1. I have 5 children & when they were all home I would make economical meals that stretched. I made some of my own sauces, etc. You can check out budget101 for ideas. Along with searches for frugal recipes. I made up meal plans of what to do with hamburger, chicken, etc. I had summer meal plans & busy night ones. It worked for me. Debbie in MA

    2. also check out "Living on a Dime" website; they have a huge amount of frugal tips and recipes (for free), along with their "dining on a dime dime" cookbooks (e-book or hardback) available, excellent resource, all of their resources have helped me immensely

    3. Snacking, aka, refrigerator grazing, can sabotage any budget. Plan snacks, not just meals. And find a way to incorporate them into your overall nutrition plan for your family. Don't make other snacking easily available.
      Something else that can sabotage the budget is everybody's other half. Spouses who shop together are more accountable to the process and each other.
      Family meetings. The whole family needs to get involved in the planning and budgeting process and the why's and how's.
      I was listening to a program about an Indian tribe once, and at tribal meetings, children also had a voice. Sometimes it's the voice of a child who helps guide the way.

  18. Prices are up for everything. I used to buy a box of 5 dozen eggs for about $7.00. Now its $19.52! Also, the quality of produce is poor. It already looks sad at the store and then perishes quickly once home.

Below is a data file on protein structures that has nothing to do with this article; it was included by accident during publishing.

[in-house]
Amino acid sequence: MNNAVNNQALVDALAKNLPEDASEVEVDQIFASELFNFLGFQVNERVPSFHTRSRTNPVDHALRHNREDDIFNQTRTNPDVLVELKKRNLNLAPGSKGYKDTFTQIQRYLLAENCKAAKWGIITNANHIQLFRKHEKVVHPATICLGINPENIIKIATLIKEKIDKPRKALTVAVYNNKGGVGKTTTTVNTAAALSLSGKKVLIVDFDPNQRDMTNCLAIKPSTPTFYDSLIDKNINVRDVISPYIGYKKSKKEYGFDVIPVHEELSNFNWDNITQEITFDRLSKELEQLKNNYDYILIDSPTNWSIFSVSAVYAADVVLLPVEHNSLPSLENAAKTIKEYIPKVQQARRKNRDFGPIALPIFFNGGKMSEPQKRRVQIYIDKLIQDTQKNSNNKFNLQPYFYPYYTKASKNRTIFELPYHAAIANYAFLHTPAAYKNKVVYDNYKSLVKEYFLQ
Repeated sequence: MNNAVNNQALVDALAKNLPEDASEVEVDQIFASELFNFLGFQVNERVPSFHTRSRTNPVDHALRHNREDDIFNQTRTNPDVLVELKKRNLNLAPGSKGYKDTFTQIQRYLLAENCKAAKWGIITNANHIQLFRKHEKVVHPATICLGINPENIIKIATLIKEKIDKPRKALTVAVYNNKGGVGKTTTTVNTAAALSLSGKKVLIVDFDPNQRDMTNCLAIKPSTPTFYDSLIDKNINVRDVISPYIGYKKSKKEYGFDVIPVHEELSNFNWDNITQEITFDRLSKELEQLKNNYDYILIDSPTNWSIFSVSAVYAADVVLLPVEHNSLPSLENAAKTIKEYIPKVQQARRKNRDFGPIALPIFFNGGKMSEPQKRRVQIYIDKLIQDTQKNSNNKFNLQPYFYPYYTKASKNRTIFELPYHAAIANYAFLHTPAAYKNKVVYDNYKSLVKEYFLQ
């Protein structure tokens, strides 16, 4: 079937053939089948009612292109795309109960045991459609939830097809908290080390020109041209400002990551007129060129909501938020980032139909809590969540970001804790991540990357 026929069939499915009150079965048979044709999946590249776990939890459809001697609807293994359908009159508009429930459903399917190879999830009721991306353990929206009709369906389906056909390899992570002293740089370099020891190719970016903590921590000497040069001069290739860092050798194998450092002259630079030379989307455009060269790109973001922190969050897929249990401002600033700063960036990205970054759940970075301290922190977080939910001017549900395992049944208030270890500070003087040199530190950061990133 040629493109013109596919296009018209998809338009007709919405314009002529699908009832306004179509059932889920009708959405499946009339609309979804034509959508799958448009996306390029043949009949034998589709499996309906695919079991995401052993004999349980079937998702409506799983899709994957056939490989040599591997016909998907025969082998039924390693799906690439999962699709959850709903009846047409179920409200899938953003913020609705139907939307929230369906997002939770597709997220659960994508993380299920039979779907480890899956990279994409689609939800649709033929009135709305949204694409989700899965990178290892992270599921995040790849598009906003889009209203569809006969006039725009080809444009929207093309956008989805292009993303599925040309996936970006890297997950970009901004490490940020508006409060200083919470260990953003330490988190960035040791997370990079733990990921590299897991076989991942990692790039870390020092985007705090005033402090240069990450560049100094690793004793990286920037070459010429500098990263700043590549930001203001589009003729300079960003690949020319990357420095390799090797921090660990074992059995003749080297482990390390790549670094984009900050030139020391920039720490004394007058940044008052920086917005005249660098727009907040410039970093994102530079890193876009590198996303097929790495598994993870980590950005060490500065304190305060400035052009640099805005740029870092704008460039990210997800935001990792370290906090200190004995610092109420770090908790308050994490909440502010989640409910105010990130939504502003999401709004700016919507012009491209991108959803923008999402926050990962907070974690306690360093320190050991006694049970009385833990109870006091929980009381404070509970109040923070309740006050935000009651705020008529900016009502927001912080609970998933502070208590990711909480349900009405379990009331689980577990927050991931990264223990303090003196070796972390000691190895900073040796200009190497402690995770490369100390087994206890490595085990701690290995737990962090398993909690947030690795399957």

1. You're shopping Walmart. I recently checked online for the price of a 5 dozen box of eggs at Walmart and online it said $30. I got to the store and it was $19.52.
      They are paying those people that walk around shopping for you a small fortune per hour plus benefits, plus they're making plenty on the process.
      Do your own shopping.

    2. Not Wal-Mart, HEB and that was the in store price. Crazy, I know!

  19. Pesto and Mayo are easy to make at home, you should try it.

  20. Here are a few notes from N Idaho. I also did the going to the city for that dreaded shopping trip. I want to mention that about a year ago I brought home a Costco TP pack and then realized that they of course raised the price and lowered the amount of squares per roll, from 425 squares per roll to 380 per roll. Also Eggs at Winco were $3.49 per dozen however all the signage for eggs clearly stated that there was a limit of only one per customer. Cheese at CHEF store was of course higher and the variety was less. Good thing I don't need to buy my eggs due to my chickens. Speaking of chickens, some of your readers are stating how they are going to be getting some chickens, may I recommend that they start pre ordering, I am sure there will be a shortage of them too. Since I have a good solid 4 setters, maybe this year I should let them each sit on a larger clutch and sell them to the local store in town.